|presentational images should not be in the page markup at all, they should be included as background images via CSS whenever possible. |
I probably use less 'presentational' images than most but fully agree to avoid using <img> and placing as background-image: It's usually not that difficult once the habit is developed. This eliminates the accessibility conflict entirely in many cases and is 'best practice'. It wouldn't even occur to most designers but should be highlighted bullet point in 'the handbook':))
I have a high interest in in this forum, though my skills remain limited. The biggest problem is that everything has to be learned and done on my time and for my own interests. Very few clients will pay a nickel extra for the benefit of these skills or knowledge. Mostly I work on my own sites now, but I have the same ROI issues - there isn't any. I work on improving these skills where and when I can for my own reasons.
| 8:48 pm on Jul 29, 2008 (gmt 0)|
Using alt text does have an influence, but it's a poor substitute for simply displaying the same text on-screen in a paragraph rather than hidden via an alt attribute. The search engines benefit in both cases, but when using standard text then all your users benefit too.
So my argument remains that keyword-stuffing the alt attribute is sub-optimal compared to adapting the design to allow for image-plus-text - when dealing with "meaningful" images, not decorative ones. Think newspaper/magazine photo captioning, put the image title in a hx element above and the caption below.
| 8:08 am on Jul 30, 2008 (gmt 0)|
|Using alt text does have an influence, but it's a poor substitute for simply displaying the same text on-screen in a paragraph rather than hidden via an alt attribute. The search engines benefit in both cases, but when using standard text then all your users benefit too. |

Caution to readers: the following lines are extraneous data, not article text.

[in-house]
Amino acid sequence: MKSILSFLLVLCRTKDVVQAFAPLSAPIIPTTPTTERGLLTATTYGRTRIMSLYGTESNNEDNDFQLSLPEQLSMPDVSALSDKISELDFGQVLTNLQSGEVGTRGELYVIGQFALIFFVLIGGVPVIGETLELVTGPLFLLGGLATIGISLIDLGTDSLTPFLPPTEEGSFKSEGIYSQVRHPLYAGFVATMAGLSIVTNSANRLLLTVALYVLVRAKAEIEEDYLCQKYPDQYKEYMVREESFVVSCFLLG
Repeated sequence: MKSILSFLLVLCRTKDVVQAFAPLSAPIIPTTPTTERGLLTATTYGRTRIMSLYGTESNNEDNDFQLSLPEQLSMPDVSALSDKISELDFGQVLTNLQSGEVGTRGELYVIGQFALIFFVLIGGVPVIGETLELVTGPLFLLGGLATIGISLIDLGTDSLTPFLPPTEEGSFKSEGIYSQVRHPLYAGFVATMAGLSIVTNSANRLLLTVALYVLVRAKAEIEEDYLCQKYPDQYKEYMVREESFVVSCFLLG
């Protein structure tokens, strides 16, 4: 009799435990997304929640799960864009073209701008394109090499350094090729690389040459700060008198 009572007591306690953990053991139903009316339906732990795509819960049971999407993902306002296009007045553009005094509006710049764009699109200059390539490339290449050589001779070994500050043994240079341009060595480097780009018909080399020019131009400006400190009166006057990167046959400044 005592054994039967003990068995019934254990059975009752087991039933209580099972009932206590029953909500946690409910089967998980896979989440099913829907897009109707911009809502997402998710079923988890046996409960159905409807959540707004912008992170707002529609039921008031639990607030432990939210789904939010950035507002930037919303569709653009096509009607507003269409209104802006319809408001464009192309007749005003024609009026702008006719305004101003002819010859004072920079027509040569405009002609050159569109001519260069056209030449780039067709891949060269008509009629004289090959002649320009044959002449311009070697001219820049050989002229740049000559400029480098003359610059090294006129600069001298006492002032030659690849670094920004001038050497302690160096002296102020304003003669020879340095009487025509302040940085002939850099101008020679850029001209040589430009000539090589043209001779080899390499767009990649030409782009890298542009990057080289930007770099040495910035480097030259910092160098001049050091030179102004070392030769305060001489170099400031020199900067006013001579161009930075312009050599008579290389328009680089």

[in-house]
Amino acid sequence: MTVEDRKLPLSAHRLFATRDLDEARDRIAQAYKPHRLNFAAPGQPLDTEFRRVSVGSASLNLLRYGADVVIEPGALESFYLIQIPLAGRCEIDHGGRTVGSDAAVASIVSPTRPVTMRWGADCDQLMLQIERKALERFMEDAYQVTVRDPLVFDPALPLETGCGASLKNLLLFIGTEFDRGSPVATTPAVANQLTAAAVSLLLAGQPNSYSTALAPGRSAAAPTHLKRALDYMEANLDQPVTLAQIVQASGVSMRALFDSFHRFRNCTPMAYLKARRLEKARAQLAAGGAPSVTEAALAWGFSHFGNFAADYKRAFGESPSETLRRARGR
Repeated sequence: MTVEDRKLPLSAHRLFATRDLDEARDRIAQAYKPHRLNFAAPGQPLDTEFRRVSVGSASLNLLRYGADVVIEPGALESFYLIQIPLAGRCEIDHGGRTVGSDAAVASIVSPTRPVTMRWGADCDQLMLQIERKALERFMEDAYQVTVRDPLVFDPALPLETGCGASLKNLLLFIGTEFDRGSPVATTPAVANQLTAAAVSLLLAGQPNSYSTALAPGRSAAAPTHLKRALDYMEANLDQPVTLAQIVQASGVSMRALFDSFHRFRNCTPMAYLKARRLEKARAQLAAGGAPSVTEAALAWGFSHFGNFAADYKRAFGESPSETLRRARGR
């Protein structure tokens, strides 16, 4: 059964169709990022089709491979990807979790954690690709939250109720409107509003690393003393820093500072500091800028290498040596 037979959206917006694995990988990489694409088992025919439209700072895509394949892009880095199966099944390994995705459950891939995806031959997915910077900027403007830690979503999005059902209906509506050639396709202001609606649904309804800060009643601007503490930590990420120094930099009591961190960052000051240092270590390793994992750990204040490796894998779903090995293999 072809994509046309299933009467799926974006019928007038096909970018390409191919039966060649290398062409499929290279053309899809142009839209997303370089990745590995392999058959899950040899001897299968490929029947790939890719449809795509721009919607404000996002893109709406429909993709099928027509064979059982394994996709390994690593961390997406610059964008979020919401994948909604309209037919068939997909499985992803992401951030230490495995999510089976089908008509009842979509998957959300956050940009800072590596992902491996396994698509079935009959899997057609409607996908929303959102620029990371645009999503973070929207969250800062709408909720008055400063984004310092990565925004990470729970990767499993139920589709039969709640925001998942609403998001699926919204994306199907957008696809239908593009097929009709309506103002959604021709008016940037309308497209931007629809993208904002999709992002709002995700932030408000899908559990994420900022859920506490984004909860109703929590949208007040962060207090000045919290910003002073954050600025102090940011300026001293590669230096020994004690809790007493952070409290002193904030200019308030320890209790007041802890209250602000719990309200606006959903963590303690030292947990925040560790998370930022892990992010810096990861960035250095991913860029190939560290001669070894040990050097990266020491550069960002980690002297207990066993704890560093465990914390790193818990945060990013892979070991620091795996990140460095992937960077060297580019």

100% agree - the text option is much better and should be used where-ever possible. Unfortunately on all sites its just not possible! :-)
|I would not consider this form of SEO to be 'unfortunate'. |
You're right - badly worded!
| 11:14 pm on Aug 4, 2008 (gmt 0)|
In the recent mobile device development books I've been using the authors like to state that you should use alt text for devices that don't support images.
I tend to agree that the alt should only be important when the image is relevant and some information would be lost by a reader not having access to it. But non-important image could be included for the sake of comleteness.(page authors discretion)
| 1:17 am on Aug 5, 2008 (gmt 0)|
Thanks for everyone's replies, it's been good to get a sample of what everyone else thinks.
I'm glad I was on the right track, and not completely alone in my point of view :)
Thanks again, and I'll always welcome any more thoughts!
| 11:02 am on Aug 7, 2008 (gmt 0)|
You might be interested in some of the examples shown in the HTML5 draft specification:
| 11:55 am on Aug 7, 2008 (gmt 0)|
! Thanks encyclo, that was pretty much what I was looking for :)
|188.8.131.52.6. A purely decorative image that doesn't add any information but is still specific to the surrounding content |
In these cases, the alt attribute must be present but its value must be the empty string.